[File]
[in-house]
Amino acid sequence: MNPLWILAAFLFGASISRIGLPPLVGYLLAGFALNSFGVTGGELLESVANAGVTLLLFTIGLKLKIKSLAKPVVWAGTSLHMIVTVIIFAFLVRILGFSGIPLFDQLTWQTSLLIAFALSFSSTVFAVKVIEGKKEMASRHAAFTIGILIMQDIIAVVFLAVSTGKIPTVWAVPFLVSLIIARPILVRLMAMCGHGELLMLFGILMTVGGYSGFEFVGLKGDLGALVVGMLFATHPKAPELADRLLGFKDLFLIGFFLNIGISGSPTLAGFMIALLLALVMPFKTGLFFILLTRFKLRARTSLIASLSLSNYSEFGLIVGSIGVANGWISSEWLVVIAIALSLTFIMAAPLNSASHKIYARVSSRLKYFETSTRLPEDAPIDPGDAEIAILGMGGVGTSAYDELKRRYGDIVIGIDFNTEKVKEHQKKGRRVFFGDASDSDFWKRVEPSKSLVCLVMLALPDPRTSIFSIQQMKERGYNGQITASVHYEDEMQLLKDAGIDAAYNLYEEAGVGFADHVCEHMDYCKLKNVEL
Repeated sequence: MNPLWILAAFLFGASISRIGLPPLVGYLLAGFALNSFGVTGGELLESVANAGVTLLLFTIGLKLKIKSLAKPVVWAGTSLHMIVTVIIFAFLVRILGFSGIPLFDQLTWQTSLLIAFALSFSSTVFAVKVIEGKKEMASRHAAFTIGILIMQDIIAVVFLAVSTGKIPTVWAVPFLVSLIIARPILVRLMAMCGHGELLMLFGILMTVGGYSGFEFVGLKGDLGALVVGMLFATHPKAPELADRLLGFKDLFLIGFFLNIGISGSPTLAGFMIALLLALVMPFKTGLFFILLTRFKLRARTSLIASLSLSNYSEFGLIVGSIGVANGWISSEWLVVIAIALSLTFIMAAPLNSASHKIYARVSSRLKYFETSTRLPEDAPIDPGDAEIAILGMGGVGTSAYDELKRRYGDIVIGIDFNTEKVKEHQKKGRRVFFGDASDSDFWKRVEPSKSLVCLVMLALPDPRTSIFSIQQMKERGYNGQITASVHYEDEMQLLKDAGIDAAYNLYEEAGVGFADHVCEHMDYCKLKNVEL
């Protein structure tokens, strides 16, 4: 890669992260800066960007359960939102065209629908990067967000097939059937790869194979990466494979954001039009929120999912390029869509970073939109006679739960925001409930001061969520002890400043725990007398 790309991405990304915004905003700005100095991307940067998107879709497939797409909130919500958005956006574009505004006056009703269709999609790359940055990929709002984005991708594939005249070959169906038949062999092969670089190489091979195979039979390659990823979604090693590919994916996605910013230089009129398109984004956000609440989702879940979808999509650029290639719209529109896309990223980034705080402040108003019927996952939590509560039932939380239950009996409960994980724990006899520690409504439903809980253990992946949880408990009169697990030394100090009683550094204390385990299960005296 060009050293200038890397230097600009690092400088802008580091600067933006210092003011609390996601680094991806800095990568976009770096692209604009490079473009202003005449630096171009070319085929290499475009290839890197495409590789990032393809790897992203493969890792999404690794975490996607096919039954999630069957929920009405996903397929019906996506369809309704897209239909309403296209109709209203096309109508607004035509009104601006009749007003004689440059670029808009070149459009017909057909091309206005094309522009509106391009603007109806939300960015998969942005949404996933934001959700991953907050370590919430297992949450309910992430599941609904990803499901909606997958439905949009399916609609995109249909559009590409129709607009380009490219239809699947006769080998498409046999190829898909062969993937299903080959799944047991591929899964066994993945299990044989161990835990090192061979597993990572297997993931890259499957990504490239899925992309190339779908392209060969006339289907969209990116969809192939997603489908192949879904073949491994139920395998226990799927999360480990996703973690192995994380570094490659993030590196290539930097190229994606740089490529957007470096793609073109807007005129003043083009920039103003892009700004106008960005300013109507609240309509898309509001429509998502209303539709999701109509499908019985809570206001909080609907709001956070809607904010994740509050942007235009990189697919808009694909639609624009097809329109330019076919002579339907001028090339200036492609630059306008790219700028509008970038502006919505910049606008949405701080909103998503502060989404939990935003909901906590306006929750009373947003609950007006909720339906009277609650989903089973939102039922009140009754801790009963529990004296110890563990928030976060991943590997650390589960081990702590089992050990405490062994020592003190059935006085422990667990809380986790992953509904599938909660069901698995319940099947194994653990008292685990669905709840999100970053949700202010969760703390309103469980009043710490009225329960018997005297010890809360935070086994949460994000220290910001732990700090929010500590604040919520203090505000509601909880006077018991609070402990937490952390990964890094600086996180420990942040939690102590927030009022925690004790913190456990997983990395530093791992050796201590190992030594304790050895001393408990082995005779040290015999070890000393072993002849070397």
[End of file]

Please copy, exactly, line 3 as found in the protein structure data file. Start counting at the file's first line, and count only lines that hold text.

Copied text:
Repeated sequence: MNPLWILAAFLFGASISRIGLPPLVGYLLAGFALNSFGVTGGELLESVANAGVTLLLFTIGLKLKIKSLAKPVVWAGTSLHMIVTVIIFAFLVRILGFSGIPLFDQLTWQTSLLIAFALSFSSTVFAVKVIEGKKEMASRHAAFTIGILIMQDIIAVVFLAVSTGKIPTVWAVPFLVSLIIARPILVRLMAMCGHGELLMLFGILMTVGGYSGFEFVGLKGDLGALVVGMLFATHPKAPELADRLLGFKDLFLIGFFLNIGISGSPTLAGFMIALLLALVMPFKTGLFFILLTRFKLRARTSLIASLSLSNYSEFGLIVGSIGVANGWISSEWLVVIAIALSLTFIMAAPLNSASHKIYARVSSRLKYFETSTRLPEDAPIDPGDAEIAILGMGGVGTSAYDELKRRYGDIVIGIDFNTEKVKEHQKKGRRVFFGDASDSDFWKRVEPSKSLVCLVMLALPDPRTSIFSIQQMKERGYNGQITASVHYEDEMQLLKDAGIDAAYNLYEEAGVGFADHVCEHMDYCKLKNVEL